Automation and robotics are becoming increasingly capable of taking over at least aspects of many jobs. Some people are concerned that their entire job will replaced. However, there is good news if you’re among those concerned about losing their jobs to robot overlords – researchers at McKinsey found that only roughly five percent of current US jobs could be completely automated using existing technology.
If automation and robotics won’t replace your job, they will certainly change significant parts of your job, mostly for the better.
The McKinsey researchers examined the benefits to automating parts of a job by surveying 2,000 tasks commonly found in American jobs. They estimate that in 60 percent of current US jobs, 30 percent or more of the work activities could be automated using existing technology. That equals 1.5 days in your work week. Not only would this work be taken off your workload, it’s likely the work would get done more accurately or to a higher level of quality.
Unfortunately, this likely won’t be mean shorter work weeks anytime soon. But, it does mean that you can spend more time doing tasks that people do well, such as setting strategy, creating content, supervising and mentoring.
Take the example of an average marketing manager. Marketing managers are often highly skilled and highly compensated workers. The organization needs them doing the work for which they are best or uniquely suited. Roughly 10-15 percent of tasks in such a job could be automated, such as reviewing pricing decisions, estimating material costs for product production, and surveying industry literature for trends and competitive information. Automating these tasks could free up roughly half a day per week for a marketing manager.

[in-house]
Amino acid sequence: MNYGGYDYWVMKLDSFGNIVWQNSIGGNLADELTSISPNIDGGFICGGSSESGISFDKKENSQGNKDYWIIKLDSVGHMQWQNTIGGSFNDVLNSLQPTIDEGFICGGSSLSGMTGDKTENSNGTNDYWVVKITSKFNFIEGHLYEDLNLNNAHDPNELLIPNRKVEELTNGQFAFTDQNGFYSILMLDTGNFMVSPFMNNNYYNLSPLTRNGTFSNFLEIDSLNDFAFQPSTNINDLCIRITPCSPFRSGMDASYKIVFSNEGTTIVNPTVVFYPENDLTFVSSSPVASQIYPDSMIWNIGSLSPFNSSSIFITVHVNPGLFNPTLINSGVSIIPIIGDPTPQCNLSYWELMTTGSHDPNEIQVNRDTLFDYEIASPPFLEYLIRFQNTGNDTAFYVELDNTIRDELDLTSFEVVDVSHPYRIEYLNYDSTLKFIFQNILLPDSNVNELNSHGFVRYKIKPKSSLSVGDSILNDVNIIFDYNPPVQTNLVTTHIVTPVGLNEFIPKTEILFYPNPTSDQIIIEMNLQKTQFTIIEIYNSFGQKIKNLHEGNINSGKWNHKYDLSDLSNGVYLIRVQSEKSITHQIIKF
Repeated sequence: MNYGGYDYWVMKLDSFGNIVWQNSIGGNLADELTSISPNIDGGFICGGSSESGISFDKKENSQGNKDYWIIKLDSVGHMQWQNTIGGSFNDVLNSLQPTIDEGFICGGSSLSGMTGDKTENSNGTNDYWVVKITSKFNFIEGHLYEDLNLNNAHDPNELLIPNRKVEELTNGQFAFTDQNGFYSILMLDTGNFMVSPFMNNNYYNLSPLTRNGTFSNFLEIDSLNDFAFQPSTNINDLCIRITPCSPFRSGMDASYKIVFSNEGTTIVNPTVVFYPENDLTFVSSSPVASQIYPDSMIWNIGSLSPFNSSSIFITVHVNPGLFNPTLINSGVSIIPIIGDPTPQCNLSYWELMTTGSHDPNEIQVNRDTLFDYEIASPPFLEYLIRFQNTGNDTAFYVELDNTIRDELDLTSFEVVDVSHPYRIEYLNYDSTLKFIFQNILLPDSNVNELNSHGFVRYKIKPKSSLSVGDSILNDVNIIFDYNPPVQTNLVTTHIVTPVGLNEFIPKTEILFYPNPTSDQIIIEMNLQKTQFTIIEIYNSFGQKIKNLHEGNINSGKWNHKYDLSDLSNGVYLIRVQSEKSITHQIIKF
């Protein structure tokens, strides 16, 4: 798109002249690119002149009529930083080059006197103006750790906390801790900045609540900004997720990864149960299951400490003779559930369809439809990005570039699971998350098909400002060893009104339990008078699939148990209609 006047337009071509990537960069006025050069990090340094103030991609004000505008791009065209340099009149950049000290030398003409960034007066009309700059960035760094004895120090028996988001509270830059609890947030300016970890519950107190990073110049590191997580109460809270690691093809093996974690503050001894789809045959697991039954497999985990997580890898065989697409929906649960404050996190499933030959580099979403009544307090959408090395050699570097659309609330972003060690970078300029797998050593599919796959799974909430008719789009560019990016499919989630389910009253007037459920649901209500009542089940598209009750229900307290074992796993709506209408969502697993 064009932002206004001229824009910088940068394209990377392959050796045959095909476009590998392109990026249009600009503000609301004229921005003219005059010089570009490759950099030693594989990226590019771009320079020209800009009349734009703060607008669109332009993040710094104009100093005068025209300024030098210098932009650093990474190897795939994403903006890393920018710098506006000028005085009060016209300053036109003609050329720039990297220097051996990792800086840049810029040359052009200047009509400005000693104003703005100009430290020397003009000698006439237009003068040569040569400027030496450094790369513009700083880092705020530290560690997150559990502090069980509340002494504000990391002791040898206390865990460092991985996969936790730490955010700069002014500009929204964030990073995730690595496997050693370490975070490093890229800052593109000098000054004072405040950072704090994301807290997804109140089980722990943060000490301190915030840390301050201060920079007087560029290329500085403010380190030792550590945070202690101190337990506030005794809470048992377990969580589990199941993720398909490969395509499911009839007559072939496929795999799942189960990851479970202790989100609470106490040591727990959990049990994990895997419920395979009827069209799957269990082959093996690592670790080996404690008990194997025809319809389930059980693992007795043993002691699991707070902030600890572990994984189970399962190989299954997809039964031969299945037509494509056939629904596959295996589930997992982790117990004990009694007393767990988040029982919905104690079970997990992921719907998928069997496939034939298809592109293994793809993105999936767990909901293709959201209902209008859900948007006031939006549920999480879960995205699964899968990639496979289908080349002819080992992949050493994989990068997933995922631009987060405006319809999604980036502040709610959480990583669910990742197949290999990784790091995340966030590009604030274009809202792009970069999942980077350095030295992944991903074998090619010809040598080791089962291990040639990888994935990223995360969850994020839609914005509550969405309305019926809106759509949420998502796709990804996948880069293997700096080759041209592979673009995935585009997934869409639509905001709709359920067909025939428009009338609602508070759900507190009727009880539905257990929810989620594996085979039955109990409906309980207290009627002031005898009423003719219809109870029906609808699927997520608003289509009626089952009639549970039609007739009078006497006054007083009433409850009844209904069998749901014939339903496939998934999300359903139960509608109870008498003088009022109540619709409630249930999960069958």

An extra half-day per week equals more than 20 work days per year. That time could go to new product research, increased sales training, additional product promotions, and other activities that directly impact the bottom line, provide job satisfaction and benefit from a human touch.
Analytics provides the brains behind automating job tasks. First, analytics build lists of tasks through anomaly detection, failure analysis, root cause analysis and other techniques. Tasks might include maintenance work, repairs, corrective steps, scheduled activities, etc. Next, these tasks are then scored according to complexity, criticality, urgency, cost impact, risk of danger, likelihood of human error, and other characteristics.
Depending on these scores, tasks might be done automatically, done pending review of a human, initiated only after gaining permission from a human, or left to humans to do. The tasks needing human permission, review or labor are presented in a prioritized list to facilitate decision making and resource allocation.
By sorting work in this way, and then carrying out some of the work, analytics become a powerful assistant to workers striving to serve customers better while optimizing organizational performance.
(Image courtesy of nd3000 / 123RF Stock Photo)